CHAPTER If.
WHERE THE HONEY-BEE LIVES—HONEY-GUIDE.

HE honey-bee is a well-known insect: far
and wide on summer mornings is heard
its pleasant hum, and sweet flowers in

almost every land bend their heads beneath the
light weight of these busy rovers. One of the
most intelligent of all the insect tribe, it
interests us not alone by its skill and industry,
but also from the pleasure and profit derived
from its wax and honey. Many, too, are the
useful lessons taught by the industrious bee,



8 THE HIVE AND ITS WONDERS.

formerly called in England the “ honey-fly,”
but known in the figurative language of some
eastern lands by the name of “ Deburah,” that
is, “She that speaketh.”

The natural history and management of bees
have attracted the attention of philosophers and
learned men from an early period. Aristotle
and Pliny, who lived two thousand years ago,
studied their habits; so have many lovers of
. nature in modern times. One persevering ob-
server is said to have given up his whole life to
this pursuit ; another to have spent his days in
forests where the wild bees made their nests,
that he might watch their ways more closely.
But the most remarkable writer on the subject
was M. Huber, a Swiss gentleman, who, although
afflicted with defective eyesight, yet by the aid
of an assistant succeeded in making several
valuable discoveries. ’

Honey and the honeycomb are repeatedly
mentioned in the Holy Scriptures. Judea espe-
cially is described as a land flowing with milk
and honey. Although this doubtless refers to
the general richness of the country, yet honey
and milk must have been found there in great
abundance. Hvidently considered an article of
luxury, Jacob offered it as a gift to the gover-



BEES IN EASTERN LANDS. 9

nor of Egypt; it was also sent to David by his
friends with other provisions for the support of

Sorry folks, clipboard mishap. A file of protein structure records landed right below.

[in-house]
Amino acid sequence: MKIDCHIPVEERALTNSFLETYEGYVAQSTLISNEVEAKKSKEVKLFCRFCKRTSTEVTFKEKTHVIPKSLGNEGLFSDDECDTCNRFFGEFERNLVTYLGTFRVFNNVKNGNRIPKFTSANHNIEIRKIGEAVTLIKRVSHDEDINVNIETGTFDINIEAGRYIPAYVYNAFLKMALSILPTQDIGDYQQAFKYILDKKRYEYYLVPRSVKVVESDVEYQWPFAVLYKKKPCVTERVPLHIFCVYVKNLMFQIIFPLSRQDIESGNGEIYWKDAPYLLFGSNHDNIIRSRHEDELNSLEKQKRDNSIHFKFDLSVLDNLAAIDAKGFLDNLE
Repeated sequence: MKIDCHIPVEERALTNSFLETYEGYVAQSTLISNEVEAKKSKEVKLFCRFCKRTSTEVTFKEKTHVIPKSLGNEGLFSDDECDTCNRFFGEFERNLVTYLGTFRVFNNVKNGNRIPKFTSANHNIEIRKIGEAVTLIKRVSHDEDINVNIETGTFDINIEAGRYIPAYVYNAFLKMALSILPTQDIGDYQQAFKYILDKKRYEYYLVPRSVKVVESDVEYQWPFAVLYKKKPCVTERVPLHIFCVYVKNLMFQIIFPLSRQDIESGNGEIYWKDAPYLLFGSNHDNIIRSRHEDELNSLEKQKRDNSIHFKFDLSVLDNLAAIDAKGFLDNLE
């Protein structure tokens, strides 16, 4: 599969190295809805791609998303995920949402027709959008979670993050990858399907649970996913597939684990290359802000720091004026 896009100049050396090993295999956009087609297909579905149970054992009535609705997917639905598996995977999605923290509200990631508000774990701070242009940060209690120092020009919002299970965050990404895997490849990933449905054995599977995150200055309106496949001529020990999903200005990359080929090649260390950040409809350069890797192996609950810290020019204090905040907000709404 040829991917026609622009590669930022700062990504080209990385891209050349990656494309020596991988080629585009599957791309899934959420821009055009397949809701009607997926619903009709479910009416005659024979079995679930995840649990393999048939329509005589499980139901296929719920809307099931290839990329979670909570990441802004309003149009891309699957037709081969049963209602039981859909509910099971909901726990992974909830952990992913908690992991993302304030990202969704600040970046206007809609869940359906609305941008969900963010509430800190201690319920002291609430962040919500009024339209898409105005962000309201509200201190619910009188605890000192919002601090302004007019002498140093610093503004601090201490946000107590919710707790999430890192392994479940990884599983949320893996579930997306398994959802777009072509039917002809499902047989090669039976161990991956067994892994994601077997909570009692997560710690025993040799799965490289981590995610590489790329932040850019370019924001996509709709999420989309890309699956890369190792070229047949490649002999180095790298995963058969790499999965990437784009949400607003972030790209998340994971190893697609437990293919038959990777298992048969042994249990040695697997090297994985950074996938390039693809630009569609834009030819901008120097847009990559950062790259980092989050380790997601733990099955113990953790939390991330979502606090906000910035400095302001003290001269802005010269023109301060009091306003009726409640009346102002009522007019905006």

himself and followers when fleeing from his son
Absalom. The great forerunner of our Lord,
John the Baptist, whilst in the wilderness, was
sustained with locusts and wild honey.

Wild bees are very numerous in the Hast ;
they place their combs in any convenient spot, —
such as hollow trees or holes in the rocks. The
latter places, it would seem, often yielded the
richest honeycomb, as appears from the gracious
promise made to Israel, ‘“ With honey out of
the stony rock will I satisfy thee.”

To the present day Judea preserves its cha-
racter as a honey-producing country ; and the
inhabitants use the luscious sweet at their
meals with butter or milk as a pleasant article
of food. Honeycomb cut into slices, with bowls
of milk or cream and boiled rice, is still served
up by the Arabs to such strangers and visitors
as partake of their hospitality.

Quite recently a number of live bees have
successfully been conveyed from Palestine to
England on their road to Canada. They were
placed in numerous small boxes, so constructed
that the bees could obtain food, air, and water.
The little travellers, on their arrival in this



10 THE HIVE AND ITS WONDERS.

‘country, were let out to sun themselves previous
to reshipment, and then again packed to resume
their journey.

Bees in all probability are the most universal



COTTAGER'S HIVES.

of all creatures, and seem adapted to live in
most climates. On the beautiful slopes of the
Himalayas they thrive well, and many of the